posted by salishsea at 2:51 PM on July 5, 2007

And I thought Swedish was a challenging language. Oh, well -- none of the other Scandinavian languages has anything on Finnish for sheer complexity.
posted by blucevalo at 2:51 PM on July 5, 2007

Then try this: Døde røde rødøjede rådne røgede ørreder med fløde. (One of many delightful Danish tungebrækkere...)

But: back to the dessert: it's just simple old Rote Grütze (mit Sahne, oder, noch besser: Vanillesoße).

(Just to confirm, nonetheles: despite the proximity, Danish remains bafflingly incomprehensible to Germans.)
posted by progosk at 2:56 PM on July 5, 2007

Well, I've got Danes at home and "right" is relative when you're transliterating purely for the benefit of English speakers.

Good point.

Is it fair to say though (as was alleged by my linguistics profs), that going from Danish as a first language to the other North Germanic tongues is much easier on the learner?

I don't know for sure. It makes sense because I think it is harder to spell in Danish than Norwegian or Swedish and our numeric system can be a bit confusing for foreigners. I've met both Norwegians and Swedes who spoke very good Danish, though, so it is absolutely possible.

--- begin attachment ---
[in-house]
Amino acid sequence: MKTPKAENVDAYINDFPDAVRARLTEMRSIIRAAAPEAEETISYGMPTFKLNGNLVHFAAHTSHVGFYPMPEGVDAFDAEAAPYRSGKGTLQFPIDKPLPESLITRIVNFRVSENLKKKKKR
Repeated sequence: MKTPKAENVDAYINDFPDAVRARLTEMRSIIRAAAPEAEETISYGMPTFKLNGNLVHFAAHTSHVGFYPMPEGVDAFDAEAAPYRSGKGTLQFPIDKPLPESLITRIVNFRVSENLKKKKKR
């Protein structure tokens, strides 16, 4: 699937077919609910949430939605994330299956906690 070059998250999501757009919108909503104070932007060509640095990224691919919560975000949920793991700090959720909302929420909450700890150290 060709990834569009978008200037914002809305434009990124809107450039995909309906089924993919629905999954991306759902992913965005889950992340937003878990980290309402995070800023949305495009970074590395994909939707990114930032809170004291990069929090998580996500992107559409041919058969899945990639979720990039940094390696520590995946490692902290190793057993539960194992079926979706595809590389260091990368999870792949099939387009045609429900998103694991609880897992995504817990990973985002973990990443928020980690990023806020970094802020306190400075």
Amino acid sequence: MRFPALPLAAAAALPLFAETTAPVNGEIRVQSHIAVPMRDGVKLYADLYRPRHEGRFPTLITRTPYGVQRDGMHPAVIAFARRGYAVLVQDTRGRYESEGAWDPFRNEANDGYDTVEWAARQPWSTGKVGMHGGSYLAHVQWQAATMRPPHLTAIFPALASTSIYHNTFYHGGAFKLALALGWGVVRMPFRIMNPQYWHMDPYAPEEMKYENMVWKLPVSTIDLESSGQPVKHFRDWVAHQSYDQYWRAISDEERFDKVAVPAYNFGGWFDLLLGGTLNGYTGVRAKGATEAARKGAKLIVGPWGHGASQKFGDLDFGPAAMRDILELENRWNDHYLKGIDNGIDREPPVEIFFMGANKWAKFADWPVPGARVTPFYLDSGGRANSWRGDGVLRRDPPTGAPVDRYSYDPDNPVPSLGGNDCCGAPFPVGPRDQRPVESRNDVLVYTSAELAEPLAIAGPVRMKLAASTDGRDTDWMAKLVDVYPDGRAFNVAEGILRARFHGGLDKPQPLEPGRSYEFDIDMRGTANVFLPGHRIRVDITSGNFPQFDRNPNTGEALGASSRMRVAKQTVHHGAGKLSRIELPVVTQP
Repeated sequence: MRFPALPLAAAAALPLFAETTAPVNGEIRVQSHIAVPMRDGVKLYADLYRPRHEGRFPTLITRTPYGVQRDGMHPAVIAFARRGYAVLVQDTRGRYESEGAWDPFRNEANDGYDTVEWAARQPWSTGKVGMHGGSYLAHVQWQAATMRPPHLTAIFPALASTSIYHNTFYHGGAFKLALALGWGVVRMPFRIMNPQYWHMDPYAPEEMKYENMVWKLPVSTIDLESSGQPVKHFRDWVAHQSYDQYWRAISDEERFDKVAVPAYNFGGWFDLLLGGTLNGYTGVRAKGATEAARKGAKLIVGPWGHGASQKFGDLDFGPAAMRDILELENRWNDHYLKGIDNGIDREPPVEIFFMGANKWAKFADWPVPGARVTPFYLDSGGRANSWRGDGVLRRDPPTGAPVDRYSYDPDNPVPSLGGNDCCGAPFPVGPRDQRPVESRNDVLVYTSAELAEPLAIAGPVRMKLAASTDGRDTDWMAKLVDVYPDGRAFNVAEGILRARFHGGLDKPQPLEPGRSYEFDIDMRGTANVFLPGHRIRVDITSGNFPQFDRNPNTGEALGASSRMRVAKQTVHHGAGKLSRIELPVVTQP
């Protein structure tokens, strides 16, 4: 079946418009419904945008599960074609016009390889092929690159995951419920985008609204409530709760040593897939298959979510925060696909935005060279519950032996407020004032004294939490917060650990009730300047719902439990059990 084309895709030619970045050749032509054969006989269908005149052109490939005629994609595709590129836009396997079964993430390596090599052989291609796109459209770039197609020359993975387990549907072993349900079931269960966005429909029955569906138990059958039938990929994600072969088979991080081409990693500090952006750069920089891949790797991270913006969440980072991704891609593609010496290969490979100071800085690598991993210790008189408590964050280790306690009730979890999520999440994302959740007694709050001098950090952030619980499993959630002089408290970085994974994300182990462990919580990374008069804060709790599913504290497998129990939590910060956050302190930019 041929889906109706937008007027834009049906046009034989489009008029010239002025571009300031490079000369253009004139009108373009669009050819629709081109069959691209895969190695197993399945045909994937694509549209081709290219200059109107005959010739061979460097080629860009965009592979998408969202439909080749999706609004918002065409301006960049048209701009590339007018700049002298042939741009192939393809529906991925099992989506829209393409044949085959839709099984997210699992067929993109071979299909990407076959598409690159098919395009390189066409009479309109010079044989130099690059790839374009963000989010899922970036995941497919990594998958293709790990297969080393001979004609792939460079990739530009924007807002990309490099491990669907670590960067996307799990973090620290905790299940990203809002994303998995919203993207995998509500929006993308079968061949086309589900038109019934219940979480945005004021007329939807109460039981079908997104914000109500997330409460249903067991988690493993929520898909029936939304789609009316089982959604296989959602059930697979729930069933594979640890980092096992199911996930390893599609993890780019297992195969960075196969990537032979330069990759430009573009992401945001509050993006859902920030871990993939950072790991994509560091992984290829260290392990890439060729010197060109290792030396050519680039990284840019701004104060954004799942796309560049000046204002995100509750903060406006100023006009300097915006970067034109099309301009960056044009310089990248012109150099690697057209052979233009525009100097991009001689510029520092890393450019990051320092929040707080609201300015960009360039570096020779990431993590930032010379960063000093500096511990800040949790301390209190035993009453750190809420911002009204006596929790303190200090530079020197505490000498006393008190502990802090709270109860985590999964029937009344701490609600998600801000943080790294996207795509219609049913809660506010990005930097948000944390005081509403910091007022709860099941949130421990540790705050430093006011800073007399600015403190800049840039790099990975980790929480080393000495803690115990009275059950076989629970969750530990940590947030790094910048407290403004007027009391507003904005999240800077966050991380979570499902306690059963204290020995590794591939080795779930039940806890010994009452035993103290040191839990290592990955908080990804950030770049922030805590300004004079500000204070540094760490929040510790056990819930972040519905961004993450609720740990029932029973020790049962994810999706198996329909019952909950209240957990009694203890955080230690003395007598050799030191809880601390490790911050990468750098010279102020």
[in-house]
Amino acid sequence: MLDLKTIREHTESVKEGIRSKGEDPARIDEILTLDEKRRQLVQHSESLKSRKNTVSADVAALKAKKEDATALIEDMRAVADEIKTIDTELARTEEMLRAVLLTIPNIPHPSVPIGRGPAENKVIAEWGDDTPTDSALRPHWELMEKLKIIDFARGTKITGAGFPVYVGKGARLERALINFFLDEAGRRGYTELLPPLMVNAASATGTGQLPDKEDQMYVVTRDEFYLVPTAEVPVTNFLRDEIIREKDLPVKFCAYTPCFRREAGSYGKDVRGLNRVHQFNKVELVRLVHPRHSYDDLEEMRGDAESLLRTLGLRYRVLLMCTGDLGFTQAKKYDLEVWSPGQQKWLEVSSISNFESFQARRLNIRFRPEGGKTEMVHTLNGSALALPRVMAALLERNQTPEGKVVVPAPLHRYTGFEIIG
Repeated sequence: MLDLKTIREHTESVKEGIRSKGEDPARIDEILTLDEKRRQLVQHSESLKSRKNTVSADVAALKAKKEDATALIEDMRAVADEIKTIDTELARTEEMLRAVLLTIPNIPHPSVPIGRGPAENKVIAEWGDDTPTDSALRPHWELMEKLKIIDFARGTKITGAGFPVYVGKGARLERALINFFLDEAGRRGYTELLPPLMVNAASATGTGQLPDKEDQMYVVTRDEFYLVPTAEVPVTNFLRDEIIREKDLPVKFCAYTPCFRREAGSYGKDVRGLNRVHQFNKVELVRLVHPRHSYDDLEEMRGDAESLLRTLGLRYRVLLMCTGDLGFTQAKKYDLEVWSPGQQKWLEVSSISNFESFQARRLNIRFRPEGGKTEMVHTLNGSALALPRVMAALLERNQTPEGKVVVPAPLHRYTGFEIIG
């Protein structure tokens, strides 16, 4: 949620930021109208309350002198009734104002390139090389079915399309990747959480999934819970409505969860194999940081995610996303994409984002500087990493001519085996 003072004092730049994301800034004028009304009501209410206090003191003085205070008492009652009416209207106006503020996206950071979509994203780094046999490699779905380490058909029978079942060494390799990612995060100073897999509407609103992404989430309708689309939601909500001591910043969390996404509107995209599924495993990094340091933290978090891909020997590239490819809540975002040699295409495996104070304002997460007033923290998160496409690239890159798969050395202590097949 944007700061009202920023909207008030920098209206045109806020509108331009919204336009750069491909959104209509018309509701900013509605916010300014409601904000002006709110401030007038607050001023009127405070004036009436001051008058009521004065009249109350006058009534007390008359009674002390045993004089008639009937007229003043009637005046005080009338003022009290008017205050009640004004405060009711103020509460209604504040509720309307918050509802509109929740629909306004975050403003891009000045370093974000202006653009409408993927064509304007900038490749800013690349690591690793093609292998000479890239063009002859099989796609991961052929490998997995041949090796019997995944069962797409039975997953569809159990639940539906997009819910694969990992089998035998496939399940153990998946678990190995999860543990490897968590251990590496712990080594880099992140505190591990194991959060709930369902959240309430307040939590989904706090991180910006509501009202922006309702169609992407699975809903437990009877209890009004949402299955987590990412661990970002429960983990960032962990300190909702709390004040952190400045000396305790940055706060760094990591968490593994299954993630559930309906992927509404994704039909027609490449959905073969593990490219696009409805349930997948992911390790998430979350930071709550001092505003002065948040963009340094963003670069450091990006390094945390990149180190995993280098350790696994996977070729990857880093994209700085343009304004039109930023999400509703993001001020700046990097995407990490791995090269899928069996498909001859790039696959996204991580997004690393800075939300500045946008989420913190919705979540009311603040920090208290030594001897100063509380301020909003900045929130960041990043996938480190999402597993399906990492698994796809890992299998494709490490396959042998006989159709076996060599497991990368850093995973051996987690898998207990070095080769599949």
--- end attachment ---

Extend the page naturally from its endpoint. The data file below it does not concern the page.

Most people don't bother with the pronounciation when talking to other Scandinavians, though. When I'm in Sweden I use Swedish style numbers and a few Swedish words here and there but I just pronounce it all in Danish.
posted by sveskemus at 2:57 PM on July 5, 2007

Damn you, klue, I wanted to post that clip!

Yeah, Danish is a pisser. Fortunately, my mother's family is Norwegian, so I'm tribally excused from having to try to speak it.
posted by languagehat at 3:03 PM on July 5, 2007

My mom is Danish, so always heard these strange sounds around the house growing up. Danish is essentially Swedish spoken while trying very hard not to chew the big wad of poop in your mouth.
posted by Meatbomb at 3:05 PM on July 5, 2007 [1 favorite]

Meh, danish is not so bad. Merely takes a couple years to learn. I've been living here all my life and i can mostly make other danes understand what I want... What's really difficult to come to terms with is the weather, at least as it has been the last couple weeks.
posted by Catfry at 3:08 PM on July 5, 2007

Just trying to repeat it triggered my gag reflex!
posted by ancientgower at 3:15 PM on July 5, 2007

Though, I should think that right this minute a non-danish girl and a danish boy (say) are engaging in the international language of beer and weed fuelled sex at the Roskilde festival. They probably didn't need a pronunication guide. But hopefully they'll use protection.